new-bitmap-imageI’m envisioning them attached at the wrists, rather than the whole arms, and maybe collapsible in some way.  They’re attached to sticks, that she can grab onto to stretch the parafoil out a little bit.  Also, she can hit people with the sticks.  Hitting people with sticks that are attached by some kind of kevlar-nylon parachute strung across your back is going to be tricky, I think, so you’d want to use something neat for reference.  Something like, say, This:

a-1-a-greig-cape-dancing

Or, possibly something like this:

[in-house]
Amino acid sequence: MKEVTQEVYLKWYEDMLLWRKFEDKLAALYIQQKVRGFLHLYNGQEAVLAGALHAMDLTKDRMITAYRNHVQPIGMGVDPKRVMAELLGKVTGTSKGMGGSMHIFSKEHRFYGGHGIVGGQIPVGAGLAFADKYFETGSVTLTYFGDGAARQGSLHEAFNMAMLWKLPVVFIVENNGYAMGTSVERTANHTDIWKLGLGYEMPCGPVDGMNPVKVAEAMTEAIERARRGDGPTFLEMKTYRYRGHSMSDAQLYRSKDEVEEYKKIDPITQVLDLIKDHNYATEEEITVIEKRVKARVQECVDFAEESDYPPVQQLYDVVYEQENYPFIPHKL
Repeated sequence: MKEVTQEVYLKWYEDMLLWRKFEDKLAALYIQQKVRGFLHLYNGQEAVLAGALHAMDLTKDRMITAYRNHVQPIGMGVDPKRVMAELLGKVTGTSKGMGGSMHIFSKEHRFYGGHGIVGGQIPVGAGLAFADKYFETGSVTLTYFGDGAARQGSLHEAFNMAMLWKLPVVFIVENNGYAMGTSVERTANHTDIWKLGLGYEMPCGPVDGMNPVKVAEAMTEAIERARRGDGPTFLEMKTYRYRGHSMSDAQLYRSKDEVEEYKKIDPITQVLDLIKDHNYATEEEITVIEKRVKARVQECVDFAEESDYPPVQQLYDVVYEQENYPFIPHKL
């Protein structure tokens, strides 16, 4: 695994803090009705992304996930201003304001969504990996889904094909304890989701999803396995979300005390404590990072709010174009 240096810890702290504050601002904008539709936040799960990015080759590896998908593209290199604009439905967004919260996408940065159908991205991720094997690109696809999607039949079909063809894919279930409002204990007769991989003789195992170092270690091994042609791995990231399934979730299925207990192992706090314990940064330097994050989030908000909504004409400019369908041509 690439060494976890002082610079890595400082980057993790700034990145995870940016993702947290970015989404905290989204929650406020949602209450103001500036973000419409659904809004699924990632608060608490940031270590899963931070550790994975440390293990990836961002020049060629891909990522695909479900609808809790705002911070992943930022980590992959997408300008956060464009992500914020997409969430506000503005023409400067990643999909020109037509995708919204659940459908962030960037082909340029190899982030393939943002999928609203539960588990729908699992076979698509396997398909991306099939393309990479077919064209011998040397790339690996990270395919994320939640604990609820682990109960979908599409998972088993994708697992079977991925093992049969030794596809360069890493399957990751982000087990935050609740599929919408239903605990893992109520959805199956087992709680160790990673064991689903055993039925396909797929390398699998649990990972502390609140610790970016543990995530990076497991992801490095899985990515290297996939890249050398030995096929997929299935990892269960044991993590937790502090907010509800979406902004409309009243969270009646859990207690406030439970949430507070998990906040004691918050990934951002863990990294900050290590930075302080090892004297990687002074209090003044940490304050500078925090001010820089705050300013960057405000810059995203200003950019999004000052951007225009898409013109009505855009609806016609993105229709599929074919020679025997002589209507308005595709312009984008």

fire_cape_dance_by_merman1234You want a lot of circular movements, and you want to make use of that cape as a distraction–something that will disguise the shape and movement of whatever your body is doing.  I am seeing action scenes where Irma is delineated only by what the cape is doing–the rest of her body is abstracted almost to invisibility, the way that you sometimes see Batman as just this billowy cloak and cowl.  This is good, because there should be a creepy elegance to Irma Vep, a kind of restrained power that I’m not sure would be served by something like le Parkour.  The Parkour is noisy, visually speaking–it might be that that’s what she’s doing, but it needs to look like she’s not doing anything; being seen to expend effort is being seen to have weakness.